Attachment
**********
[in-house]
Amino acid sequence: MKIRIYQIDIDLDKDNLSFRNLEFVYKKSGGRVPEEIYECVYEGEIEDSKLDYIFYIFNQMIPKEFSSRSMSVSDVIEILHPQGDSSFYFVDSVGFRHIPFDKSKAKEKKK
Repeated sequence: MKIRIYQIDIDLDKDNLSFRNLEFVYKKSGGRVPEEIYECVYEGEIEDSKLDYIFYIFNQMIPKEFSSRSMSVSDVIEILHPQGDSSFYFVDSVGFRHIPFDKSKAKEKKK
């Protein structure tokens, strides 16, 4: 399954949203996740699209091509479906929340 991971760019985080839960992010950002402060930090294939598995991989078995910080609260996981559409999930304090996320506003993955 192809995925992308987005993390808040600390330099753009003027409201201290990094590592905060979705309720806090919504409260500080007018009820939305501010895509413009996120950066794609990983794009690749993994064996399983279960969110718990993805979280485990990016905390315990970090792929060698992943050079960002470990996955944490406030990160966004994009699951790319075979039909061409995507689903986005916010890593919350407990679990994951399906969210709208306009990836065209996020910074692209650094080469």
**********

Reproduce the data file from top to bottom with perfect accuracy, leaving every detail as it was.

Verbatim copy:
[in-house]
Amino acid sequence: MKIRIYQIDIDLDKDNLSFRNLEFVYKKSGGRVPEEIYECVYEGEIEDSKLDYIFYIFNQMIPKEFSSRSMSVSDVIEILHPQGDSSFYFVDSVGFRHIPFDKSKAKEKKK
Repeated sequence: MKIRIYQIDIDLDKDNLSFRNLEFVYKKSGGRVPEEIYECVYEGEIEDSKLDYIFYIFNQMIPKEFSSRSMSVSDVIEILHPQGDSSFYFVDSVGFRHIPFDKSKAKEKKK
């Protein structure tokens, strides 16, 4: 399954949203996740699209091509479906929340 991971760019985080839960992010950002402060930090294939598995991989078995910080609260996981559409999930304090996320506003993955 192809995925992308987005993390808040600390330099753009003027409201201290990094590592905060979705309720806090919504409260500080007018009820939305501010895509413009996120950066794609990983794009690749993994064996399983279960969110718990993805979280485990990016905390315990970090792929060698992943050079960002470990996955944490406030990160966004994009699951790319075979039909061409995507689903986005916010890593919350407990679990994951399906969210709208306009990836065209996020910074692209650094080469």